But the relatively broad announcement from the PCI-SIG doesn’t just stop with optical cabling as a replacement for current copper cabling, the group is also looking at “potentially developing technology-specific form factors.” While the classic CEM connector is unlikely to go away entirely any time soon – the backwards and forwards compatibility is that important – the CEM connector is the weakest/most difficult way to deliver PCIe today. So if the PCI-SIG is thinking about new form factors, then it’s likely the Optical Workgroup will at least be looking at some kind of optical-based successor to the CEM. And if that were to come to pass, this would easily be the biggest change in the PCIe specification in its 23+ year history.

But, to be sure, if any such change were to happen, it would be years down the line. The new Optical Workgroup has yet to form, let alone set its goals and requirements. With a broad remit to make PCIe more optical-friendly, any impact from the group is several years away – presumably no sooner than making a cabling standard for PCIe 7.0, if not a more direct impact on a PCIe 8.0 specification. But it shows where PCI-SIG leadership sees the future of the PCIe standard going, assuming they can get a consensus from their members. And, while not explicated stated in the PCI-SIG’s press release, any serious use of optical PCIe in this fashion would seem to be predicated on cheap optical transceivers, i.e. silicon photonics.

In any case, it will be interesting to see what eventually comes out of the PCI-SIG’s new Optical Workgroup. As PCIe begins to approach the practical limits of copper, the future of the industry’s standard peripheral interconnect may very well be to go towards the light.

Source: PCI-SIG

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  • back2future - Thursday, August 3, 2023 - link

    if RAM-like memory isn't integrated into CPU again with HBM3& and optical (price-worthy, efficient, endurability, power for transmitter diodes add to high bandwidth setups (chipset cooling 'again'), Thunderbolt optical impact on mass consumer market?) seems more being option inside CPU and server market peripherals or (if cheap alternative to 'copper') with high isolation to interference on parallel lanes, but not necessarily on distance improvement for peripherals (because of ~equal signal transmission speed, but possibly bandwidth and latency improvement for signal data on higher clock speed and lower signal degradation because of noise?)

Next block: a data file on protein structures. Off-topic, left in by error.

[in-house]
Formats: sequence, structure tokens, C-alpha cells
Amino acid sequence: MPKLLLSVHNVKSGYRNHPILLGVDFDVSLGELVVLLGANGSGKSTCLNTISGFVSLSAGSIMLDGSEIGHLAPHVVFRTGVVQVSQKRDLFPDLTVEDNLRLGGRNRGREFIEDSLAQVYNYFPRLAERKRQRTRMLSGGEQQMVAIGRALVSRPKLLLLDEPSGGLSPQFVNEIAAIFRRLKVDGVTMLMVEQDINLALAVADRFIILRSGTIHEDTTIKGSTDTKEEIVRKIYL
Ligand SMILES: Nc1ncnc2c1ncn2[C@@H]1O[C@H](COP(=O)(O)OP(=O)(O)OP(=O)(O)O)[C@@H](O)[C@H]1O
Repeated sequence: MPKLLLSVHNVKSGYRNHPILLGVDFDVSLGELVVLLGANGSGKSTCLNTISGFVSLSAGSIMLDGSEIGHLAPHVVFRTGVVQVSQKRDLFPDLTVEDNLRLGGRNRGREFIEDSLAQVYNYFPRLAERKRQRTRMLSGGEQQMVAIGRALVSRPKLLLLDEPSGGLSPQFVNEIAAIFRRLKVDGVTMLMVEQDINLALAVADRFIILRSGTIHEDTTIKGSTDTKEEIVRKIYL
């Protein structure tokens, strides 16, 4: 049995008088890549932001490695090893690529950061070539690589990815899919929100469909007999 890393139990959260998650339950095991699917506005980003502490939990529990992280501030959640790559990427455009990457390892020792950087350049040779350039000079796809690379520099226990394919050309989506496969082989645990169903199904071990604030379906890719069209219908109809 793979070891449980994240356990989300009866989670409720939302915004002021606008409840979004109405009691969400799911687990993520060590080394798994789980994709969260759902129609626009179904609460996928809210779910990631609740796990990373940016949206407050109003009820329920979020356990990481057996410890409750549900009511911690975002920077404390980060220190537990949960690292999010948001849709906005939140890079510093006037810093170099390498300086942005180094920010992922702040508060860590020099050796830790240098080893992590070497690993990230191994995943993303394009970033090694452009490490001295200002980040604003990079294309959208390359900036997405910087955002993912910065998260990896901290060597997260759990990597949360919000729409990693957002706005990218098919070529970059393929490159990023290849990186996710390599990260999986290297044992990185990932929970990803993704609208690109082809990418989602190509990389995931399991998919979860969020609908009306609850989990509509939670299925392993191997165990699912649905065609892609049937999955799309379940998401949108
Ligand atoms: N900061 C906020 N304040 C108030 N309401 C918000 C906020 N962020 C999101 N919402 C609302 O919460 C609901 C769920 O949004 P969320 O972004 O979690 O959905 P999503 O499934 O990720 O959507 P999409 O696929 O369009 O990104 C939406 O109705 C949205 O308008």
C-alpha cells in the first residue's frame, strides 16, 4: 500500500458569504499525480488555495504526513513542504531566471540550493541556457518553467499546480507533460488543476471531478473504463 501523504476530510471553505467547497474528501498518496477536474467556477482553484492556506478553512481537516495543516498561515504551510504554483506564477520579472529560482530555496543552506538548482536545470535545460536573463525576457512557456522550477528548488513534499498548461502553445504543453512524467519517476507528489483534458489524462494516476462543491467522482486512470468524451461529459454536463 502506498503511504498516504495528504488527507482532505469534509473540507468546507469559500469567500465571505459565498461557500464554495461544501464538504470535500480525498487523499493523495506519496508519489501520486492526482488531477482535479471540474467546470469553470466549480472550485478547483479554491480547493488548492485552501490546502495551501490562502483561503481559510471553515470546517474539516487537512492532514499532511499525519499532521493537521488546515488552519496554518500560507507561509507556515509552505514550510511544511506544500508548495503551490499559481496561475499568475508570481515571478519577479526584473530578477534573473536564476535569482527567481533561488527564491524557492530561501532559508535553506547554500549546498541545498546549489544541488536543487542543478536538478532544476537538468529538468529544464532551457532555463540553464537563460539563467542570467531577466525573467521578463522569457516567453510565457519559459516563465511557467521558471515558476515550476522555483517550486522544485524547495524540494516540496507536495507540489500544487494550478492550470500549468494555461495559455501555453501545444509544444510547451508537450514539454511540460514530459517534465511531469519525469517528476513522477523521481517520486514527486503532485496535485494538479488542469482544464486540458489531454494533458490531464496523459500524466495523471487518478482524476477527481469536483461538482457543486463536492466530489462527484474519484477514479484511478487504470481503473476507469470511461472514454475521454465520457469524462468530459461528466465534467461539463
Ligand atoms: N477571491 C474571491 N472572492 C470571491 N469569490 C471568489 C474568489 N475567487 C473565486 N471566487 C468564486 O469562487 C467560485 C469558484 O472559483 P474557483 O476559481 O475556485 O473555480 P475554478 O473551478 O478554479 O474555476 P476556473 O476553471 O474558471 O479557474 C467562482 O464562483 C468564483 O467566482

CXL3.0 is based on (g&e?)PCIe6.x (server&workstation(~2024/25) market or several yrs min. for arriving on consumer desktop&mobiles(?)), and for comparison DDR DIMM's native latency is ~20ns, while CXL implementation requires tolerance to ~200ns.
  • back2future - Thursday, August 3, 2023 - link

    [ DDR5 DIMM's are getting up to ~10ns and HBM seems more towards ~100ns ]
  • TeXWiller - Thursday, August 3, 2023 - link

    It would be nice to see small, cabled EDSFF backplanes becoming a thing on workstations and gaming systems alike. Let the magic of volume manufacturing bring the price of hot-swappable, large capacity PCIe storage and plug-in accelerators down to the consumer levels.
  • LuxZg - Friday, August 4, 2023 - link

    I wonder if it could be cheaper than tracing on motherboard... Or am I the only one envisioning smaller MBO, with 6-8 optical connector somewhere near CPU/chipset, bypassing ATX sizes for ITX, replacing PCIe x1-x16 slots with something thin and light, and allowing us to place hardware wherever we want in some new weird cases? Sure, we have x16 ribbons and similar, but I'd gladly switch that to something as thin as fiber cable or even if it ends up as "thick" as SATA. Then play around with free-form placing of components.

    I know I know, I'm letting my imagination go wild 😂 these connectors would probably add another 300$ to average MBO, even if it was actually cents in manufacturing, just because...
  • Jonsnas - Tuesday, August 22, 2023 - link

    <a href="">https://rousernew...
  • Jonsnas - Tuesday, August 22, 2023 - link